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ChemX Materials raises $1.1m to complete HPA pilot plant


ChemX Material’s high-purity alumina using its HiPurA process Credit: File

ChemX Materials (ASX: CMX) has pulled in $1.1m from sophisticated investors to help fund the completion of its high purity alumina (HPA) pilot plant in Perth. The company will also look to raise another $500k from shareholders in a share purchase plan and ChemX directors will kick $65,000 into the raise.


The new stock will be issued at 4.8c per share and will be gift-wrapped with one free option for every two shares with a strike price of 9c a share with a three year term.


The company says it plans to use the funds raised under the placement towards completion of its HPA pilot plant that is already 80 per cent complete and early stage commissioning activities are now underway.


ChemX is planning to deliver the first 99.99 per cent (4N) HPA material in the second quarter of this calendar year and the company says it is well placed to take advantage of an expected increased demand for high purity alumina.


Its HiPurA process that was developed in-house, can produce both HPA and high purity aluminium cathode precursor salts for lithium-ion batteries.


Initial testing has indicated that the process is low cost and low in energy consumption, compared to alternative methods. One of its competitive advantages is that the HiPurA process is modular, scalable and is not tied to mine production, with the feedstock being a widely available chemical, albeit the company does not say exactly where it comes from.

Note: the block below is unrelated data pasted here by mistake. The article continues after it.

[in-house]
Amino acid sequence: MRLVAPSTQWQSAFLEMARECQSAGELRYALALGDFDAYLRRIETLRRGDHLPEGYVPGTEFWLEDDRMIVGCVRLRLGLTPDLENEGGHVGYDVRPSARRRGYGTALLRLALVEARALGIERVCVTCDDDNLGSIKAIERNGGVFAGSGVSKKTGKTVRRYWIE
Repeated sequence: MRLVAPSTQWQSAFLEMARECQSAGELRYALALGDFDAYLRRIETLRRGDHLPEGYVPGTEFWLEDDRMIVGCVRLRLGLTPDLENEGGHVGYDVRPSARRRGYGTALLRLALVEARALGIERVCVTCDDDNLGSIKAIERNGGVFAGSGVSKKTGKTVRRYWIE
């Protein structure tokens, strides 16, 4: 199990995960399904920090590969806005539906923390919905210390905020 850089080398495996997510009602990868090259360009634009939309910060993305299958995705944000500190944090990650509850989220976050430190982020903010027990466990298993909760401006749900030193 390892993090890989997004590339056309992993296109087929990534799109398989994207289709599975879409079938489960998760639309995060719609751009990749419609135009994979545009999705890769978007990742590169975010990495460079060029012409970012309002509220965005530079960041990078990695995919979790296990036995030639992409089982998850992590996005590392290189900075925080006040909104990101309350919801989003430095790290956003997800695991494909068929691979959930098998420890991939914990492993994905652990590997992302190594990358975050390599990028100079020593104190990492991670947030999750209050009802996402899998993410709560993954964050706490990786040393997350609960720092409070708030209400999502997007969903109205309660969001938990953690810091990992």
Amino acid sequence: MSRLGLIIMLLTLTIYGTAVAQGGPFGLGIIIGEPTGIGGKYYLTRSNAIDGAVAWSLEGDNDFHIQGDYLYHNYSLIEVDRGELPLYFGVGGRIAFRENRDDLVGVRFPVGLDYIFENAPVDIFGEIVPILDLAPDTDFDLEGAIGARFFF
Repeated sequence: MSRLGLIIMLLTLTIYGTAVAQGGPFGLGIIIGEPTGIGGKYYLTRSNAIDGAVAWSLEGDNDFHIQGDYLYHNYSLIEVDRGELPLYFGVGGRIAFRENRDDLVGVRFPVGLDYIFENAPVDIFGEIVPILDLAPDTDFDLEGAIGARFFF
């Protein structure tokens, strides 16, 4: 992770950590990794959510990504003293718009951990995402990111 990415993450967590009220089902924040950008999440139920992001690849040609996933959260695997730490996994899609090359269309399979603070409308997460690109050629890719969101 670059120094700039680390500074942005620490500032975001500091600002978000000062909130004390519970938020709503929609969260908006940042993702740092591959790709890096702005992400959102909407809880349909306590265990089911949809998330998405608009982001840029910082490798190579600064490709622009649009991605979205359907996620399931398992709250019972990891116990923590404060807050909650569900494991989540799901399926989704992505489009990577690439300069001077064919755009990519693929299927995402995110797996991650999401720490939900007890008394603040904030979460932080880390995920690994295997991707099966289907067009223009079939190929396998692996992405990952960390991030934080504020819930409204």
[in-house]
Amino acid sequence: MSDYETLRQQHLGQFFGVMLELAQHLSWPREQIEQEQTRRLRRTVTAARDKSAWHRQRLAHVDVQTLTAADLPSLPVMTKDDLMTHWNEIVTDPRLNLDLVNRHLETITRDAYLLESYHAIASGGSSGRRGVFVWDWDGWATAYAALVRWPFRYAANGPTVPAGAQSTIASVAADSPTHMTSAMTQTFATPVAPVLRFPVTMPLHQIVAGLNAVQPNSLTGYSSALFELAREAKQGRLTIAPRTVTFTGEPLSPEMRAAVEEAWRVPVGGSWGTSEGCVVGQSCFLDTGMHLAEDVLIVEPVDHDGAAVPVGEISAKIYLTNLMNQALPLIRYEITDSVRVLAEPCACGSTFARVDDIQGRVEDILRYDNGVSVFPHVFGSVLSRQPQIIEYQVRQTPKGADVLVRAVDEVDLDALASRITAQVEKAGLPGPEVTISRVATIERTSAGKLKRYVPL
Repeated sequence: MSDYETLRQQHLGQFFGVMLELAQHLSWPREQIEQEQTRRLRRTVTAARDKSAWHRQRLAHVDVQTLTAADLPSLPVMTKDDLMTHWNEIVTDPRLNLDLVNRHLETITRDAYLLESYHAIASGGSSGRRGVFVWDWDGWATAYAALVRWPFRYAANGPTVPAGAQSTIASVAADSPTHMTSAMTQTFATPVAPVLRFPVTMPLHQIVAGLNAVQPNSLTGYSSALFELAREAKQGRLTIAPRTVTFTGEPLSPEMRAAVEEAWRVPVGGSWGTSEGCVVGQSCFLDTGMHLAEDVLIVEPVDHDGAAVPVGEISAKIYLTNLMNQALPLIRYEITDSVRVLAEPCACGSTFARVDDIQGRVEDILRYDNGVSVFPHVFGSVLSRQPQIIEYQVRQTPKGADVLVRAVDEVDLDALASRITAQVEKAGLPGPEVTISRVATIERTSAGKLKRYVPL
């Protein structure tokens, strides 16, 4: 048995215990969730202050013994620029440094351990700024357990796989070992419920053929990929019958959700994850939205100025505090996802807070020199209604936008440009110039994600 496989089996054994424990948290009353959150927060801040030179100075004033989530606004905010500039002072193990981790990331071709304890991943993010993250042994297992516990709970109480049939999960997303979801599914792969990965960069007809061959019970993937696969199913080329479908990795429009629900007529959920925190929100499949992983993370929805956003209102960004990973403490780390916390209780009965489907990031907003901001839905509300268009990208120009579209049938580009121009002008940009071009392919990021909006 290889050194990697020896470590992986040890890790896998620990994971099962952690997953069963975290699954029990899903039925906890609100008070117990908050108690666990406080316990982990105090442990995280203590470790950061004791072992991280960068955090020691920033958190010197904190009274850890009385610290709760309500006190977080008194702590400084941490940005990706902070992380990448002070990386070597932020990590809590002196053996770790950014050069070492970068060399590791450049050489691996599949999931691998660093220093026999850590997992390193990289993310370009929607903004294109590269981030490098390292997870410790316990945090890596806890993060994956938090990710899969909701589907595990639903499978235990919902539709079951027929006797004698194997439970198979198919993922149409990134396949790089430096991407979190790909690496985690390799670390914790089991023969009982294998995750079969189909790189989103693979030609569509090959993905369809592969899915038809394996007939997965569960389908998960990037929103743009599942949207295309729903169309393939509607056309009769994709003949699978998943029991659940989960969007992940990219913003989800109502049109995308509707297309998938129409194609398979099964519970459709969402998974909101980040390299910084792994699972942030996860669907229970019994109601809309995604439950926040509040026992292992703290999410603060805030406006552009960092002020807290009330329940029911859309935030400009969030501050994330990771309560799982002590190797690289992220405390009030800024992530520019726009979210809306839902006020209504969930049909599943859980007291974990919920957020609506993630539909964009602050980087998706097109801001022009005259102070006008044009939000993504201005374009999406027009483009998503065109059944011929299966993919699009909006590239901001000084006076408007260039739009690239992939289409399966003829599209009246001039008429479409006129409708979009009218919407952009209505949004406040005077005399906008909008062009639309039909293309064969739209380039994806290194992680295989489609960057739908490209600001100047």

ChemX is also applying its high purity expertise to advance its manganese project located on the Eyre Peninsula in South Australia. Metallurgical test work has indicated the ore is amendable to upgrade through beneficiation and being processed into a high-purity manganese sulphate to supply the lithium-ion battery industry.


High purity alumina is the common denominator in four specific markets, all of which are currently burgeoning. It is used as a separator for lithium batteries, arguably the biggest commercial opportunity out there right now.


It is also used in LED light globes and with a world now focused on replacing the old fashioned energy hungry light bulb with LED low energy versions, this market is also taking off.


The iphone, which has made an indelible mark on every continent across the globe is also a big user of HPA as its sapphire facias are largely made up of HPA.


The semi-conductor market is another market that is pretty much out of control right now and again HPA is a necessary part of that market.


If ChemX can bed down its proprietary process with the pilot plant and lock in a supply of raw materials, it may well find itself on the cusp of some of the largest global markets ever seen – now that sounds like a scalable proposition.


Is your ASX-listed company doing something interesting? Contact: office@bullsnbears.com.au

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